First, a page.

In the last ten years, a large series of studies have targeted antenna complexes of plants (Lhc) with the aim of understanding the mechanisms of light harvesting and photoprotection. Combining spectroscopy, modeling and mutation analyses, the role of individual pigments in these processes has been highlighted in vitro. In plants, however, these proteins are associated with multiple complexes of the photosystems and function within this framework. In this work, we have envisaged a way to bridge the gap between in vitro and in vivo studies by knocking out in vivo pigments that have been proposed to play an important role in excitation energy transfer between the complexes or in photoprotection. We have complemented a CP24 knock-out mutant of Arabidopsis thaliana with the CP24 (Lhcb6) gene carrying a His-tag and with a mutated version lacking the ligand for chlorophyll 612, a specific pigment that in vitro experiments have indicated as the lowest energy site of the complex. Both complexes efficiently integrated into the thylakoid membrane and assembled into the PSII supercomplexes, indicating that the His-tag does not impair the organization in vivo. The presence of the His-tag allowed the purification of CP24-WT and of CP24-612 mutant in their native states. It is shown that CP24-WT coordinates 10 chlorophylls and 2 carotenoid molecules and has properties identical to those of the reconstituted complex, demonstrating that the complex self-assembled in vitro assumes the same folding as in the plant. The absence of the ligand for chlorophyll 612 leads to the loss of one Chl a and of lutein, again as in vitro, indicating the feasibility of the method. This article is part of a special issue entitled: photosynthesis research for sustainability: keys to produce clean energy.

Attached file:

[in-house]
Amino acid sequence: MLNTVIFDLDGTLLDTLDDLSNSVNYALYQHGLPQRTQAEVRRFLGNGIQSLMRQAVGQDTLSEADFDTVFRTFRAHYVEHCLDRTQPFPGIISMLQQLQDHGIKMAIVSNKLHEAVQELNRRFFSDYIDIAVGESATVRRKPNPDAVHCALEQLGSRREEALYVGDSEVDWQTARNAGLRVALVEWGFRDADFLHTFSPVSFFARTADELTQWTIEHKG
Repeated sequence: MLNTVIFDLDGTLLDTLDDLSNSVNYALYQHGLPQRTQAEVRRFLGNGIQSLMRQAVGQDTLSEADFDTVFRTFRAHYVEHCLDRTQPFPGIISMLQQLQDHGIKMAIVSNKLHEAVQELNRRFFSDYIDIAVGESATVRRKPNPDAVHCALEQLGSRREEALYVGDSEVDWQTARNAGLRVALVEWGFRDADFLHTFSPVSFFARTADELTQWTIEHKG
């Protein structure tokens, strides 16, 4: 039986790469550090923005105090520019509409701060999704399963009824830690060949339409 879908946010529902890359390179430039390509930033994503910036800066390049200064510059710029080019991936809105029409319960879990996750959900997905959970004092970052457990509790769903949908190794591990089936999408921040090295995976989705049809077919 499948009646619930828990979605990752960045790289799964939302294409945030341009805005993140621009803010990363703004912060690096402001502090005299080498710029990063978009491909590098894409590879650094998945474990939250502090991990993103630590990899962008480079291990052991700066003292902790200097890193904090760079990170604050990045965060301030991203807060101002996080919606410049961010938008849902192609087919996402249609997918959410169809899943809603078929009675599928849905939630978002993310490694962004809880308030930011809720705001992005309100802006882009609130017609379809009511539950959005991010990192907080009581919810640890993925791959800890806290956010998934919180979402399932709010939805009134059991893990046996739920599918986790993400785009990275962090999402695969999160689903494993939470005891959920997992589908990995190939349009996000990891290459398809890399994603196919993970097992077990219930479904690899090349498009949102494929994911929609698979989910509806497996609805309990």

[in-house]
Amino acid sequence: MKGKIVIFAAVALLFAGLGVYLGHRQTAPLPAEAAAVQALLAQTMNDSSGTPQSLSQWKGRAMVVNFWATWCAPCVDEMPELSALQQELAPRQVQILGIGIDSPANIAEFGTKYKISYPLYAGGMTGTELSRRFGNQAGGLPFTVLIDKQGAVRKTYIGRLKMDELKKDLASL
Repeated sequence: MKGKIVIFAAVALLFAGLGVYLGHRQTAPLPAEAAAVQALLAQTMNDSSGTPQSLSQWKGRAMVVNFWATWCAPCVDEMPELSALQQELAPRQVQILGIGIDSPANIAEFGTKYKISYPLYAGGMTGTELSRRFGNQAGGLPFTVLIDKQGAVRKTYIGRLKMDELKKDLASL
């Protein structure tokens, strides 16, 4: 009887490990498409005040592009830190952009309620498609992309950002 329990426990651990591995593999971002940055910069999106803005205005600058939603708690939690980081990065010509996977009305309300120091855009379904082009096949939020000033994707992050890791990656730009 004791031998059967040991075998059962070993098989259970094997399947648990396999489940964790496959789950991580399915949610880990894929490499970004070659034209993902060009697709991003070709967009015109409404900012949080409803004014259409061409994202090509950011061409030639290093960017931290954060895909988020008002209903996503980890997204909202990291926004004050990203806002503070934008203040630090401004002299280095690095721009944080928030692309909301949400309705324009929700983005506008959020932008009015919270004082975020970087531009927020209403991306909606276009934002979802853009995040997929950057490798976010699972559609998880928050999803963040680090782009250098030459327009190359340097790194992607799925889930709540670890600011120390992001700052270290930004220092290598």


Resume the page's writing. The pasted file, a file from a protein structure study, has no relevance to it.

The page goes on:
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http://dx.doi.org/10.1016/j.bbabio.2014.02.012DOI Listing
September 2014

A simple and powerful approach for isolation of Arabidopsis mutants with increased tolerance to H2O2-induced cell death.

Methods Enzymol 2013 ;527:203-20

Department of Plant Physiology and Plant Molecular Biology, University of Plovdiv, Plovdiv, Bulgaria.

A genetic approach is described to isolate mutants more tolerant to oxidative stress. A collection of T-DNA activation tag Arabidopsis thaliana mutant lines was screened for survivors under conditions that trigger H2O2-induced cell death. Oxidative stress was induced by applying the catalase (CAT) inhibitor aminotriazole (AT) in the growth media, which results in decrease in CAT enzyme activity, H2O2 accumulation, and subsequent plant death. One mutant was recovered from the screening and named oxr1 (oxidative stress resistant 1). The location of the T-DNA insertion was identified by TAIL-PCR. Oxr1 exhibited lack of cell death symptoms and more fresh weight and chlorophyll content compared to wild type. The lack of cell death correlated with more prominent induction of anthocyanins synthesis in oxr1. These results demonstrate the feasibility of AT as a screening agent for the isolation of oxidative stress-tolerant mutants and indicate a possible protective role for anthocyanins against AT-induced cell death. The chapter includes protocols for ethyl methanesulfonate mutagenesis, mutant screening using AT, T-DNA identification by TAIL-PCR, CAT activity measurements, and determination of malondialdehyde, chlorophyll, and anthocyanins.